Outside-In: The Unique Challenges of Building DukaPress

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So we’ve been developing DukaPress for about half a year now. During almost the whole of that time we faced a unique problem. A problem probably faced by other developers like us: people building software but not based in the so called “developed countries” (which in most cases translates to Europe and North America).

See, even though we realise that DukaPress is attractive to anyone who uses WordPress, we have to make it usable by us, who are based in Kenya and live within Kenyan realities. This is a challenge. Let me share a story to illustrate this.

Over the last two weeks or so, we have been trying to build a Fedex shipping module for DukaPress. The Fedex API in almost all cases is elegant and powerful; easy to use too. However, it seems that this API was built with little regard to developers in countries like Kenya.

What do I mean? Well, for example, Fedex has support for intra-country shipping in only a few countries of this world. Kenya (and India, too) is not one of these countries. This means that if you use the Fedex API to calculate the shipping charges of sending an item within Kenya, it will return an error. Fair enough, right? One just has to build a solution that excludes intra-country shipping within the countries that are not supported, right? Yes, in theory. But Fedex has no list of any sort of which countries do or do not support intra-country shipping, making it very difficult to build a working solution. An online shop owner based in Kenya therefore has a very difficult time making the Fedex API work for him – it will give (seemingly unfixable) errors whenever Kenyan customers buy from his shop.

Another example is the use of ZIP codes. The Fedex API uses ZIP codes to calculate distances between two places and therefore calculate the shipping charges. Places like Kenya do not have ZIP codes (only postal codes). On the ground, the people at Fedex Kenya use Kenyan towns to calculate how much it would cost to send things to/fro Kenya. The Fedex API is pretty unclear on what to do in this situation.

Now, Fedex is just a recent example but this unique challenge is felt in almost everything that we build for DukaPress. If we were based in, say, then UK building DukaPress from there we would never come across any of these challenges. It seems that, in general, little thought is paid to places like Kenya….but why? On one hand it does indeed make some sense to ignore us because we cannot yet match revenues from elsewhere. But it still feels wrong to me. In Fedex’s case, they have an office in Kenya, why not make their API work as well in Kenya as elsewhere?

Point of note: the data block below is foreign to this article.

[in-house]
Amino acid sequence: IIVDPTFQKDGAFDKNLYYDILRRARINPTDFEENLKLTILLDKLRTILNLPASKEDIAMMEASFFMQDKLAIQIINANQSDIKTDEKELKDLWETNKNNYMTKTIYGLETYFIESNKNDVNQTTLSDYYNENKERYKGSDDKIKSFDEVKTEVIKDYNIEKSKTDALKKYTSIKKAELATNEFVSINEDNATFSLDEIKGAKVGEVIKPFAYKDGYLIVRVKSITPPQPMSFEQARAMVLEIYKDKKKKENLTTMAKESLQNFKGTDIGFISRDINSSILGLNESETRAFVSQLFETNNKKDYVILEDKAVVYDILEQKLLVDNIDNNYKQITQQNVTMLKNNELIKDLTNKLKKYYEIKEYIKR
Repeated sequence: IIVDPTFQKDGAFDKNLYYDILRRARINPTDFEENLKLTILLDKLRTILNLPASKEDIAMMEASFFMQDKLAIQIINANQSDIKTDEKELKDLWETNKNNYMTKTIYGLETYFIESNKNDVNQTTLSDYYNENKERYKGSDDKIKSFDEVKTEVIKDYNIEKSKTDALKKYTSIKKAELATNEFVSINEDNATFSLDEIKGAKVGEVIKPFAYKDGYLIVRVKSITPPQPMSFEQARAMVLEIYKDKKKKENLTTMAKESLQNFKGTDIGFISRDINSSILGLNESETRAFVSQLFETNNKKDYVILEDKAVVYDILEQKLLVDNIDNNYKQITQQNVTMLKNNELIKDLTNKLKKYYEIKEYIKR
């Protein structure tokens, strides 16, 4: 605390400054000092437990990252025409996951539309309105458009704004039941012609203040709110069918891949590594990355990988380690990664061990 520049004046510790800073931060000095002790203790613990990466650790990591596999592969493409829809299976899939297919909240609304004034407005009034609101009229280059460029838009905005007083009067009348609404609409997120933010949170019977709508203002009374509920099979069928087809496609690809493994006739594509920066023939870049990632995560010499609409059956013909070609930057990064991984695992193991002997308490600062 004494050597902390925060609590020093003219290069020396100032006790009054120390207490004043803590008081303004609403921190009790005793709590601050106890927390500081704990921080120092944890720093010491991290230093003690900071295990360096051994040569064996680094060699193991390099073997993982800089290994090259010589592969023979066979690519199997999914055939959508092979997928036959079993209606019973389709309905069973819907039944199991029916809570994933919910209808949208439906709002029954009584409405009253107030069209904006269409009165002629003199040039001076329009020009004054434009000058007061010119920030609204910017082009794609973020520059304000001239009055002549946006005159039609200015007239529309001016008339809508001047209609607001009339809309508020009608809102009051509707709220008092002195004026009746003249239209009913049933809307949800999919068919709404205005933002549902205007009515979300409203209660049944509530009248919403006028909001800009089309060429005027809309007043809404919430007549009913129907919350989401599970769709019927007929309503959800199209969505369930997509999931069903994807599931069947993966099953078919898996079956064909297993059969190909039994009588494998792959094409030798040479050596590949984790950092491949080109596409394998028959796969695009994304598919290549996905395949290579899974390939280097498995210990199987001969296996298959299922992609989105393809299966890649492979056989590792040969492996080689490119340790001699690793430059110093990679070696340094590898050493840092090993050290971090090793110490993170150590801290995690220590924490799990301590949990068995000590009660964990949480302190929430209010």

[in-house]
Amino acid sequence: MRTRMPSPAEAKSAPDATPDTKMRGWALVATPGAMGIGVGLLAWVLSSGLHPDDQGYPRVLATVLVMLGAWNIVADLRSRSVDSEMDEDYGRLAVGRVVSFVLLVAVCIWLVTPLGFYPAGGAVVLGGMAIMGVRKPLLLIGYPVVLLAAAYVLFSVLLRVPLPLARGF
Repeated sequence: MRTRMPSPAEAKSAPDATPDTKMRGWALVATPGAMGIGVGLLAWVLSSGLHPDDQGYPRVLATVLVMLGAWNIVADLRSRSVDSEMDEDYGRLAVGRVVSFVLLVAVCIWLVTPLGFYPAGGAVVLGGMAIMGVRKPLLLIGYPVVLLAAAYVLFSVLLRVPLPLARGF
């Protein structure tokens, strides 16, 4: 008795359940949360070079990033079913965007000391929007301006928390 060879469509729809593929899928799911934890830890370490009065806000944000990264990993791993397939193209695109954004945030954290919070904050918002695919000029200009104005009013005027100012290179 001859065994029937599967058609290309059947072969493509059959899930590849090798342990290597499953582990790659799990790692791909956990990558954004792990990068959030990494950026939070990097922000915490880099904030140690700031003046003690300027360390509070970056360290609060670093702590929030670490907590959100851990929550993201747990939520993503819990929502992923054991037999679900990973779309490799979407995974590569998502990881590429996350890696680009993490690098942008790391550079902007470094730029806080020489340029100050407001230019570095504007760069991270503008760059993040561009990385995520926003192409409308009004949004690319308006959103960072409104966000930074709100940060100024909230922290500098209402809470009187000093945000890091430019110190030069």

What do you make of this situation?

4 Responses

  1. Joe Buchman says:

    Hello, I liked the elements of DukaPress that you have already designed. I would like to propose a customisation project for you. I have a site using a designed WP template called GeoPlaces. it is at http://shopguide.co.nz. (all data here is only test). I need to offer my visitors the ability to save posts in a favorates folder. Now this is very close to what you already have i.e. favorates folder = shoppingcart. Except it is simplier because we do not need checkout, shipping or payment functions. The favorates folder could be linked to cookies or ip address as user is not logged in. An additional function would be a favorates folder for logged in people as well. What do you think? How much would the customisation cost? let me know.
    Many thanks – Joe.

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  3. Pam says:

    I agree that if Fedex (or any company) is doing business in that country, they should have the API solutions set for it. They know where they are. It has to be easier for them and how many businesses use different shippers because of something along these lines. Free advertising if the businesses are using software that has Fedex built in, also.

  4. Hello guys. First of all I want to say that I’m realy excited to know that the developers of DukaPress are based in Kenya, Africa. I’m based in Nigeria, West Africa. I realy agree with you. It seems that software developers do not consider Africans when developing. I have an online store recently installed but the default payment modules are not favourable to those of us living in Nigeria. Which means when people buy from my store I cannot get the money.

    I’m glad this ecommerce plugin was developed by Africans. However, i have a suggestion.

    Can you develop payment modules that will allow customers to pay using Liberty Reserve, VTN(Virtual Terminal Network), Fastecash, Alertpay and other payment processors common to Africans. I bet you, this will make your software so popular among millions of Nigerians and other Africans who are eager to make legitimate money online but always meet brickwall due to restrictions by payment processors like PayPal etc. You will also get generous donations for your efforts.

    Please give it a trial.
    Good luck to you all and well done.

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